Today@Sam Article

Presentations To Explore Health In Art, Promote Health In Culture

March 31, 2015
SHSU Media Contact: Jennifer Gauntt

The Sam Houston State University Department of Health Services and Promotion will offer the opportunity to learn about wellness and its relationship to art and culture during two April presentations.

On Tuesday (April 7), Kaia Magnusen, a visiting assistant professor of art history in SHSU’s Department of Art, will share how the work of artists can tell thematic stories of health, disease, wellness, and other social concerns.

“To Your Health! Images of Illness and Wellness in Art and their Relationship with Contemporary Social Health Issues” will be held from 4-5 p.m. in Academic Building IV’s Olson Auditorium.

Magnusen will take the audience on a “historical journey” of important art pieces with subtle or explicit health and disease imagery, and attendees will gain a new perspective in how art touches our individual lives and communities, according to Miguel Zuniga, associate professor and chair of the health services and promotion department.

“Dr. Magnusen is trained to interpret or decode the moment, space, and emotions conveyed by artists as it relates to imagery of health and disease,” Zuniga said. “Many higher education health programs in the United States are adding art appreciation to their curricula to instill the practice of observation and contemplation in students. 

“In our busy professional life, we find it easy to focus on a lab test or a community infant mortality rate to make health improvement decisions, but we miss the opportunity to visit a patient or a community to observe, interpret and confirm numerical estimations of what is a normal or abnormal state,” he said.

Magnusen focuses her research on the discourse of the body, including the dichotomies of disease-health, disfigured-“whole,” and “deviant”-ideal, as well as constructions of masculinity and femininity and the self-presentation of the artist.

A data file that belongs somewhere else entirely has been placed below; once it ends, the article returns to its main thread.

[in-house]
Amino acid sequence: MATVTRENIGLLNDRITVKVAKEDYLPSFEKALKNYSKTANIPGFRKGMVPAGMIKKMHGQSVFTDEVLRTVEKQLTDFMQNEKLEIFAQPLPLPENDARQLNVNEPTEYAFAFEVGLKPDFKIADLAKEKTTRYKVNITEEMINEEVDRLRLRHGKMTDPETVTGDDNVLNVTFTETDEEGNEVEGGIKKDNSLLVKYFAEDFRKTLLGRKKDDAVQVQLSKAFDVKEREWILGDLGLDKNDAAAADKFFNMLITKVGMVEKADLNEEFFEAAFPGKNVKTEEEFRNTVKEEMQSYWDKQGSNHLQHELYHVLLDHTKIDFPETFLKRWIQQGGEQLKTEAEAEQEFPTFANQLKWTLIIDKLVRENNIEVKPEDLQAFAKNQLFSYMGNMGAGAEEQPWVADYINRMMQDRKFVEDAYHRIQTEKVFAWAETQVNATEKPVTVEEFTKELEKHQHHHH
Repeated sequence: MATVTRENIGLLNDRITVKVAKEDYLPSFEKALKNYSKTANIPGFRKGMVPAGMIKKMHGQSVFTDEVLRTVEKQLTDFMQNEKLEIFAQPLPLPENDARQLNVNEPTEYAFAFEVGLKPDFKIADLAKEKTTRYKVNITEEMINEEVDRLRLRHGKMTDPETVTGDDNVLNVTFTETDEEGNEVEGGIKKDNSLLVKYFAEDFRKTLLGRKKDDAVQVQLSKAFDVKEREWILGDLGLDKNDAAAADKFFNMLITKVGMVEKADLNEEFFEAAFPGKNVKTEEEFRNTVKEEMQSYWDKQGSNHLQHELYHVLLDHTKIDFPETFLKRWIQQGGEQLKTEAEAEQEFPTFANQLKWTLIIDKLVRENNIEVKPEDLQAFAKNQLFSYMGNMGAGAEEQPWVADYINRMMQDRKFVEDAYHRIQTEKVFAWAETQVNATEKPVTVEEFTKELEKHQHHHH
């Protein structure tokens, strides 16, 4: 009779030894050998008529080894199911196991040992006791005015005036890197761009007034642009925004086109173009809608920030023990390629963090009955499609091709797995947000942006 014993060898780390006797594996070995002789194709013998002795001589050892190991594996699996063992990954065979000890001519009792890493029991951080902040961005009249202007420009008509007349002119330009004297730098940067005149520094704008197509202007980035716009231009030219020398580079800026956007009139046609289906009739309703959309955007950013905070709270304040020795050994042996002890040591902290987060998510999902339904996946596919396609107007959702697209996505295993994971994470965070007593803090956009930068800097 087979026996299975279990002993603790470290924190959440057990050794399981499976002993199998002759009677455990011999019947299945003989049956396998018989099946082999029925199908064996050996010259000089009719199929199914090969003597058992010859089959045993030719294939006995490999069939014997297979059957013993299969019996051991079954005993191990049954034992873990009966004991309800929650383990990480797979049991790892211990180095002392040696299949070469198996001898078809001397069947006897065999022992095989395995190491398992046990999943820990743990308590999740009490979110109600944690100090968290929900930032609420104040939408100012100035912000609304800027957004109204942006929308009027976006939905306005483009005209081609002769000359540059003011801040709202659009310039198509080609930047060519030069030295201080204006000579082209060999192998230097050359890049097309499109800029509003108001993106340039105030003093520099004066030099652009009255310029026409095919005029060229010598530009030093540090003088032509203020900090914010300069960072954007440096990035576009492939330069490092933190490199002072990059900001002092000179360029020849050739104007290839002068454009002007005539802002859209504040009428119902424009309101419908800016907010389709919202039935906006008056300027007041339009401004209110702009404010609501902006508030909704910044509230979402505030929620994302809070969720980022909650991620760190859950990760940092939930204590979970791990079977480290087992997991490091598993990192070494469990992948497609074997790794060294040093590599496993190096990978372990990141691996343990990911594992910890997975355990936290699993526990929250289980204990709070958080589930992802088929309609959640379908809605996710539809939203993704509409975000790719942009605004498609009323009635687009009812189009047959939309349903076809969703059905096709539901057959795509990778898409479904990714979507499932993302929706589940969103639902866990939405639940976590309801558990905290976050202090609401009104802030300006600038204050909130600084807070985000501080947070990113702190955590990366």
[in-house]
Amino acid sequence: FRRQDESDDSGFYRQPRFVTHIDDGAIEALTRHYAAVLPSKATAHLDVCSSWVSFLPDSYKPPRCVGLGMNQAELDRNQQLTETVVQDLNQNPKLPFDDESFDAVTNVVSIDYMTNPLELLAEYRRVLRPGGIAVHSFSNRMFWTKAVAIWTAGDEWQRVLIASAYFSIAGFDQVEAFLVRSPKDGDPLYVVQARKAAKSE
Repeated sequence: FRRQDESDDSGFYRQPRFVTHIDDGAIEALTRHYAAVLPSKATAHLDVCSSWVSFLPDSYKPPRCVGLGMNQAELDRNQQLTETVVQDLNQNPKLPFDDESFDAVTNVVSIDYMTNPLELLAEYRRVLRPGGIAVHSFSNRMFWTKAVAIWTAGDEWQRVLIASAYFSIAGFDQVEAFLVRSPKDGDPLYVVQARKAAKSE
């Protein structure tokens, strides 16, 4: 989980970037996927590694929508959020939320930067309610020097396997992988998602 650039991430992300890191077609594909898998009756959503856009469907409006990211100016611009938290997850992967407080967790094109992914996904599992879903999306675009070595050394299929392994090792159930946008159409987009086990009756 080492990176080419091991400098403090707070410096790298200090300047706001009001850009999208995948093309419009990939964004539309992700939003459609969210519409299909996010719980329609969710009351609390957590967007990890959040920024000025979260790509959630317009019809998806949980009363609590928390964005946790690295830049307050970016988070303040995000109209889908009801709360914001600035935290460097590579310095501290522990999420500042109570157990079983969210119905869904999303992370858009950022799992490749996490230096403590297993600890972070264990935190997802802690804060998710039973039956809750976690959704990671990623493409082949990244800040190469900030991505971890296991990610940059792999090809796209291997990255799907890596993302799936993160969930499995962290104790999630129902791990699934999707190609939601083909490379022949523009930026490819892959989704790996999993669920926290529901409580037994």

She received her doctorate from Rutgers University, her master’s degree from New York University and her bachelor’s degree from Wheaton College and studied in Germany. Her academic contributions include a chapter in the book “You Will See Greater Things Than These: Essays on Art as Spiritual Perception in Honor of E. John Walford” and presentations in Germany, England, Australia and across the U.S. 

She also has worked and interned at several prestigious museums including the Museum of Modern Art, New York, the Whitney Museum of American Art and the Museo dell’Opera del Duomo in Florence, Italy.  

A meet-and-greet with Magnusen will be held after the presentation.

On April 14, Rosanna Barrett, from the Texas Health and Human Services Commission, will discuss “Advancing Health Equity through Cultural Awareness, Sensitivity, and Responsiveness,” addressing health disparities in Texas, from 4-5 p.m. in the ABIV Olson Auditorium.

Her talk, according to Zuniga, is especially relevant to those interested in population health improvement. Barrett is a strong proponent of health equity and promotes the application of cultural responsiveness in health and healthcare service delivery. 

“The vision of public health is healthy people in healthy communities, and there is no biological or physiological reason for current health disparities. But certain populations suffer from higher rates of disease, disability, and death,” Zuniga said. “The social determinants of health, meaning where people live, play and work, their culture, and their outlook in life have positive and negative impacts on individual and community health.

“In Texas, these disparities are manifested, for example, by higher adolescent pregnancy rates in some population groups or higher rates of injuries in other population groups,” he said. “As a way to raise health equity opportunities, the state of Texas through the Office of Minority Health of the Health and Human Services Commission is working to reduce and eliminate health and mental health disparities in population groups that include racial/ethnic groups, women, seniors, children, those with disabilities and their families.”

Barrett serves as the director for the THHSC’s Office of Minority Health and Health Equality Center.

Barrett received a master's degree in public health from Florida International University and completed a public health doctoral degree in epidemiology from the Florida A&M University.

A public health practitioner with 12 years' experience in program management, epidemiology and research, she has worked with the Miami-Dade County Health Department and the Florida State Department before moving to Texas in 2012 to serve as manager for the Primary Prevention Branch in the Health Promotion and Chronic Disease Prevention Section at the Texas Department of State Health Services.

Barrett serves as a leader and subject matter expert on many health initiatives and has contributed to several peer-reviewed national publications and presented on various health topics at national, state, and local conferences. She also has delivered trainings and workshops to numerous professional groups and public entities to increase awareness and knowledge on specific health issues.

A meet-and-greet with Barrett will be held after the presentation.

For more information on either of these presentations, contact Zuniga at zuniga@shsu.edu or 936.294.1110. 

 

 

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